Supporting students transition from HE to employment2 hrs
Addressing the needs of distance learners2 hrs
Reviewing of student support and guidance roles2 hrs

Table 5. Disability Awareness
Course titleLength
Departmental disability coordinators1.5 hrs
Dyslexia and the student experience in HE1.5 hrs
Welcoming disabled people and improving access1.5 hrs
Disability support at the University of Manchester1.5 hrs
Enabling technology used by disabled students1.5 hrs
Making information and teaching materials accessible1.5 hrs
The DDA and provision of goods and services1.5 hrs

Table 6. Management and supervisory training
Course titleLength
The DDA and Accommodation services1.5 hrs
Managing professional teams7 hrs
Basic supervisory skills7 hrs
Certificate in Administrative/management studies (BTEC/NVQ award)4 hrs per week for a year
Recruitment and selection seminars3 hrs
NVQ assessor training7.5 hrs
Training in equality and diversity issues3.5 hrs
Time management skills6 hrs
Stress management3 hrs
Team-working7 hrs
The essential guide to successful interviews45minutes
The essential guide to successful CVs and application forms45mins
How to win at the CV and application game3 hrs
How to win at the interview game3 hrs
Dealing with difficult and aggressive behaviour3 hrs

Table 7. Appraisal
Course titleLength
Staff appraisal training6 hrs
Appraisee awareness2.5 hrs

Table 8. Business and Finance
Course titleLength
Introduction to purchasing skills6 hrs
Understanding contracts6 hrs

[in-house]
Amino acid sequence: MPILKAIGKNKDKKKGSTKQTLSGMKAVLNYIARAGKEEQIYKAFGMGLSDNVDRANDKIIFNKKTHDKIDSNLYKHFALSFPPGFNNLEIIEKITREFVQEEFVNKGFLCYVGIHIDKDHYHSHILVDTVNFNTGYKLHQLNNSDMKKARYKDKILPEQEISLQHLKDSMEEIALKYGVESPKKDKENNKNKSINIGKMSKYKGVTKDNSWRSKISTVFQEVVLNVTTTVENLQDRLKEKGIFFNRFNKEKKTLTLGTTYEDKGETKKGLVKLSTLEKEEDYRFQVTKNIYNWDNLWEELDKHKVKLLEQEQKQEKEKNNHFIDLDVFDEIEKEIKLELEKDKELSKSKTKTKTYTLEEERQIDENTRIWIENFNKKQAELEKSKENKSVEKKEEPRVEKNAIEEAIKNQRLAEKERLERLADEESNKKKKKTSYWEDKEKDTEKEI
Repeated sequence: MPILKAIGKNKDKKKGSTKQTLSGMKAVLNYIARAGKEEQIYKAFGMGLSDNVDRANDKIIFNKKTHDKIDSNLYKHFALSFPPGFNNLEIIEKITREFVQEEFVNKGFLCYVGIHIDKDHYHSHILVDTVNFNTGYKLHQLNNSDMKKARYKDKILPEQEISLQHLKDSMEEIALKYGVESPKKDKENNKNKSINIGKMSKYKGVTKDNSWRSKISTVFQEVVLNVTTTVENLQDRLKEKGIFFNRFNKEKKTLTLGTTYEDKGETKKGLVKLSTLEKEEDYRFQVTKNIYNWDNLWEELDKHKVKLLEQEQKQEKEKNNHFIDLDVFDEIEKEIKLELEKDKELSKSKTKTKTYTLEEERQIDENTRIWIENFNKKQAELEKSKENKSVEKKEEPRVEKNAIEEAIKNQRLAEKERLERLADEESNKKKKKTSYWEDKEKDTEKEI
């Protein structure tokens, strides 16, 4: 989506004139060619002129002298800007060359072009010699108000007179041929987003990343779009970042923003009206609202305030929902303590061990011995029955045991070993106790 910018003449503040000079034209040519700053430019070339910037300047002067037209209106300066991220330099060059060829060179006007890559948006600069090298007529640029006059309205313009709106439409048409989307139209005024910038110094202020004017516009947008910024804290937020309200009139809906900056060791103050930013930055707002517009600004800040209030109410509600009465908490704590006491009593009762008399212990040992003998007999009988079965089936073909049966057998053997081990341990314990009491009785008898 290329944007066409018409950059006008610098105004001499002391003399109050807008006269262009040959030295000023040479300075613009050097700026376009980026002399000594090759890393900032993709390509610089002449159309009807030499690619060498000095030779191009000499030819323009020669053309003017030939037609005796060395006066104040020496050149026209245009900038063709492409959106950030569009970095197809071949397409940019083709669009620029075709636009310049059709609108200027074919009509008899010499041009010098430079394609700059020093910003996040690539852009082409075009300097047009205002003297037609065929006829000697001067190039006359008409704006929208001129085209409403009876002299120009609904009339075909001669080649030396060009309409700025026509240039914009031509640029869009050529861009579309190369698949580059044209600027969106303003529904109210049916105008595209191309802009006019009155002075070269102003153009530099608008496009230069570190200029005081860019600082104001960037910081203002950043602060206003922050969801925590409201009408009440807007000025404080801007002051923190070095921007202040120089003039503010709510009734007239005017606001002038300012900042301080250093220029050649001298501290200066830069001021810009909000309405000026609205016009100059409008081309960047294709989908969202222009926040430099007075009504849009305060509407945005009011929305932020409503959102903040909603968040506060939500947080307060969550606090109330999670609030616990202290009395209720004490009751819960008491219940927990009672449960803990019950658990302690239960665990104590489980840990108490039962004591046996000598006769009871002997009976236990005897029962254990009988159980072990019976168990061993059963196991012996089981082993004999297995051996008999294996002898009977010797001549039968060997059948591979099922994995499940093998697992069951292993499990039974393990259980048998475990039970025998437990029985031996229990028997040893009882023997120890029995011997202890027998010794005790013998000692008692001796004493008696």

Competitive tendering6 hrs
Marketing your department or services8 hrs
Paper management7 hrs
Customer care6 hrs
Departmental accounting officers7 hrs
Reception and telephone skills7.5 hrs
Getting things done in meetings2 hrs
Commercial negotiating skills6 hrs
Dealing with sales people1.5 hrs
The data protection act1.5 hrs

Table 9. Health and Safety
Course titleLength
Fire extinguisher practicals2.5 hrs
Lifting and Handling in safety2.5 hrs
Safety in offices3.5 hrs
Safe use of centrifuges3 hrs
High pressure gases3 hrs
Scaffolding and platforms8 hrs
Dealing with violence and aggression7 hrs
Personal protective equipment2 hrs
Managing safely8 hrs
Departmental safety advisors3 hrs
Portable electrical equipment testing6.5 hrs
Principles of risk assessment3 hrs
COSHH assessment3 hrs
VDU assessment3 hrs
Manual handling risk assessment3 hrs
Guidelines for dept. safety self inspections3 hrs
Emergency First Aid8 hrs
Safety on filed trips and work placements2 hrs
Minibus training 
Safe use of genetically modified organisms2 hrs
Safe use of ladders and steps2.5 hrs
PUWER 19983 hrs
Accident investigations3 hrs
Confined spaces awareness for responsible persons7 hrs
Vessel/enclosed space entry7 hrs
Design and print7.5 hrs
Introduction to camcorders6.5 hrs
Introduction to non-linear video editing7 hrs

Table 10.
Course titleLength
Induction4 hrs
Pre-retirement course7 hrs


Appendix 3d : Manchester Metropolitan University

The handbook 'University Staff Development Programme for 2001' lists the following :